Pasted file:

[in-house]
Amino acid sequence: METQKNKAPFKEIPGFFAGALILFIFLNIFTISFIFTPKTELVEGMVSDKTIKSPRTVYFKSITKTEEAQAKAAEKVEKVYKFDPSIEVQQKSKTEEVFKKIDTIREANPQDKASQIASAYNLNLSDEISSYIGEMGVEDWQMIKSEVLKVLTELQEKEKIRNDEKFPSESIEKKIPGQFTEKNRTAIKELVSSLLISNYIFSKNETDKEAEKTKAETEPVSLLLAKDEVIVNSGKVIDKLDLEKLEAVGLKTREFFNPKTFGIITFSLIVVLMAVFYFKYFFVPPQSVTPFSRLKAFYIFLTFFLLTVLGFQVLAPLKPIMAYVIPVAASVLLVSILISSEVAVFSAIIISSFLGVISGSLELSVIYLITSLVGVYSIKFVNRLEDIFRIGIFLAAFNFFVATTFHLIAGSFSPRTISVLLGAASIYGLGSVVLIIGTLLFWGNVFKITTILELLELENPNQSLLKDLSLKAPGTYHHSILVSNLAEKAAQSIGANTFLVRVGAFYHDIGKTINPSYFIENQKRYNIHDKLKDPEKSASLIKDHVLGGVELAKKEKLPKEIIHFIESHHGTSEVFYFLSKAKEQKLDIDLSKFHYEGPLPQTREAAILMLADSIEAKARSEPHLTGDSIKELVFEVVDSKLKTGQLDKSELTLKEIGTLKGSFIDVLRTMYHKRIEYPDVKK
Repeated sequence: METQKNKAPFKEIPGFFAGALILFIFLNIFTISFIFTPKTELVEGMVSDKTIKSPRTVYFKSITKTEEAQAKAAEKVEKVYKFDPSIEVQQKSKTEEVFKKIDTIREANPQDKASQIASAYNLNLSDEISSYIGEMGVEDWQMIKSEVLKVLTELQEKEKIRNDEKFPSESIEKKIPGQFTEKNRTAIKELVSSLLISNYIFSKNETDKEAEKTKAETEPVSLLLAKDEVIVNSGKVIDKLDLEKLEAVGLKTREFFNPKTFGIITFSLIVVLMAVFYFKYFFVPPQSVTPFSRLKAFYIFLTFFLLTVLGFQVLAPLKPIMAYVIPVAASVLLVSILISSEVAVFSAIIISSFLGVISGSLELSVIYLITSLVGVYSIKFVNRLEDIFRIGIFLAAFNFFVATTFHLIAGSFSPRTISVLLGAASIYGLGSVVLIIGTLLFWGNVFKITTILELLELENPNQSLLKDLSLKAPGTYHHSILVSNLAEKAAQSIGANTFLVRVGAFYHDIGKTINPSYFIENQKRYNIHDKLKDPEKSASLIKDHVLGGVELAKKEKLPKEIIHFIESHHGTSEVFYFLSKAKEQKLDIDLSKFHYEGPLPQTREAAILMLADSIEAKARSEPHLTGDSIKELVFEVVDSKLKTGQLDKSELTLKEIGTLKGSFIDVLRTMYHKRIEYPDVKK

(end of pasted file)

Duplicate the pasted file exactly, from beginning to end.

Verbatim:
[in-house]
Amino acid sequence: METQKNKAPFKEIPGFFAGALILFIFLNIFTISFIFTPKTELVEGMVSDKTIKSPRTVYFKSITKTEEAQAKAAEKVEKVYKFDPSIEVQQKSKTEEVFKKIDTIREANPQDKASQIASAYNLNLSDEISSYIGEMGVEDWQMIKSEVLKVLTELQEKEKIRNDEKFPSESIEKKIPGQFTEKNRTAIKELVSSLLISNYIFSKNETDKEAEKTKAETEPVSLLLAKDEVIVNSGKVIDKLDLEKLEAVGLKTREFFNPKTFGIITFSLIVVLMAVFYFKYFFVPPQSVTPFSRLKAFYIFLTFFLLTVLGFQVLAPLKPIMAYVIPVAASVLLVSILISSEVAVFSAIIISSFLGVISGSLELSVIYLITSLVGVYSIKFVNRLEDIFRIGIFLAAFNFFVATTFHLIAGSFSPRTISVLLGAASIYGLGSVVLIIGTLLFWGNVFKITTILELLELENPNQSLLKDLSLKAPGTYHHSILVSNLAEKAAQSIGANTFLVRVGAFYHDIGKTINPSYFIENQKRYNIHDKLKDPEKSASLIKDHVLGGVELAKKEKLPKEIIHFIESHHGTSEVFYFLSKAKEQKLDIDLSKFHYEGPLPQTREAAILMLADSIEAKARSEPHLTGDSIKELVFEVVDSKLKTGQLDKSELTLKEIGTLKGSFIDVLRTMYHKRIEYPDVKK
Repeated sequence: METQKNKAPFKEIPGFFAGALILFIFLNIFTISFIFTPKTELVEGMVSDKTIKSPRTVYFKSITKTEEAQAKAAEKVEKVYKFDPSIEVQQKSKTEEVFKKIDTIREANPQDKASQIASAYNLNLSDEISSYIGEMGVEDWQMIKSEVLKVLTELQEKEKIRNDEKFPSESIEKKIPGQFTEKNRTAIKELVSSLLISNYIFSKNETDKEAEKTKAETEPVSLLLAKDEVIVNSGKVIDKLDLEKLEAVGLKTREFFNPKTFGIITFSLIVVLMAVFYFKYFFVPPQSVTPFSRLKAFYIFLTFFLLTVLGFQVLAPLKPIMAYVIPVAASVLLVSILISSEVAVFSAIIISSFLGVISGSLELSVIYLITSLVGVYSIKFVNRLEDIFRIGIFLAAFNFFVATTFHLIAGSFSPRTISVLLGAASIYGLGSVVLIIGTLLFWGNVFKITTILELLELENPNQSLLKDLSLKAPGTYHHSILVSNLAEKAAQSIGANTFLVRVGAFYHDIGKTINPSYFIENQKRYNIHDKLKDPEKSASLIKDHVLGGVELAKKEKLPKEIIHFIESHHGTSEVFYFLSKAKEQKLDIDLSKFHYEGPLPQTREAAILMLADSIEAKARSEPHLTGDSIKELVFEVVDSKLKTGQLDKSELTLKEIGTLKGSFIDVLRTMYHKRIEYPDVKK